Yesterday I ran an ultra-marathon. For my non-running readers that would be a race that is longer than the marathon distance of 26.2 miles. Yesterday’s run was supposed to be 50 kilometers, or 31.1 miles. It was held on the trails in a county park, and trail courses are not always accurately measured. The GPS watches that several runners wore showed that the distance we ran was actually 32.5 miles, although none of us knew this until it was all over.
To put together a 31 mile race in a park the race director had us running several laps of a circuitous 10-mile route. There are some fairly challenging hills, all of which we ran multiple times. He also included a side excursion at the beginning to make the full 50k distance. But a long race over a hilly course, daunting as they could be, weren't the only challenges awaiting us yesterday. The weather was also a factor.
We have had a lot of rain over the past few weeks, including several inches the night before the run. While we ran in clear skies, it was over a course that was very wet. The side loop at the start was through a meadow that had spots of standing water. When we left that part and went onto the main course I thought that we were done with the wet spots, but it turned out that they were just beginning.
Over the next 30 miles we ran through standing water in grassy trails, through mud on trails going up and down hills, through water running over the trail as it came off the hills in sheets, through water running down the trail as it found the most direct route to the river, and through two spots where the lake adjacent to the trail was so high that lake water covered the trail.
A consequence of repeatedly running through all that water was that my shoes loosened and needed to be retied. I stopped three times to re-tie them and when one of them loosened again with just one mile left to go I altered my stride a bit and kept going, deciding I was only going to re-tie it if it came off my foot. The picture above is of my shoes after the race.
As a runner, yesterday’s race was an exercise in perseverance. The distance itself was a long one and the conditions were much more challenging than I had anticipated. Running three loops meant that I had the repeated opportunity to decide that enough was enough and just stop when we were close to the finish area. What kept me going was primarily a matter of my will. I continually decided that while the going, for the moment, was hard, that I likely had enough to keep on going until the end. And thinking about persevering as a runner led me to think a bit about perseverance as a Christian.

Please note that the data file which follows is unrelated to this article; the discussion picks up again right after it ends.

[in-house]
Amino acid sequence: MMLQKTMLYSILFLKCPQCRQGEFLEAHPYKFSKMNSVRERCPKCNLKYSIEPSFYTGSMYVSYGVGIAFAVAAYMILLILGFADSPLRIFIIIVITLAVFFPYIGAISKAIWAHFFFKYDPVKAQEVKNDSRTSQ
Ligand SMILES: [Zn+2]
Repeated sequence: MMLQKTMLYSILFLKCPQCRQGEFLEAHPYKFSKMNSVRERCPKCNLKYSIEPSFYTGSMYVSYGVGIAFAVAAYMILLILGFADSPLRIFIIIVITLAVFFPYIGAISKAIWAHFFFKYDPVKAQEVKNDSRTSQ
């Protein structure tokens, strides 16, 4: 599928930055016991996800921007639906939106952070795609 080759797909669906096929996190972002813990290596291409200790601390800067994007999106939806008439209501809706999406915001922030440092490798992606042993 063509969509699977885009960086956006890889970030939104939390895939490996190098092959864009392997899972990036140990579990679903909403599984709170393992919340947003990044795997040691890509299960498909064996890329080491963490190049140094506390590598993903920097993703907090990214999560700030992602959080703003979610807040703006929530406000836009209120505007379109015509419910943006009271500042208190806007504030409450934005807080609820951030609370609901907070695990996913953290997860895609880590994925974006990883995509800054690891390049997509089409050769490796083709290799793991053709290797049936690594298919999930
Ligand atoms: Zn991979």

While running is primarily a function of my will, being a Christian and a disciple of Jesus is a function of God’s will. The Bible teaches that God has put a claim on us before anything was created (Ephesians 1:3-14) and that He has known every part of our lives before a single moment of our life came to be (Psalm 139:13-16). And best of all, He promises to see us through to the end.
In Philippians 1:6, Paul writes:
“And I am sure of this, that he who began a good work in you will bring it to completion at the day of Jesus Christ.”
Throughout the ups and downs of life, our joys, our failures, our moments of deep gladness and our moments of deep pain, God is holding us firmly in His hands. There will be times when we may be tempted by despair and want to quit but God is persevering, with us and in us, with a love that is eternal and unfailing.
In the challenging times of your life, when you feel the weight of life pressing down on you, may you know that you are always held in the hands of God, hands that will hold you both now and forever.
Scripture quotations are from The Holy Bible, English Standard Version® (ESV®), copyright © 2001 by Crossway, a publishing ministry of Good News Publishers. Used by permission. All rights reserved.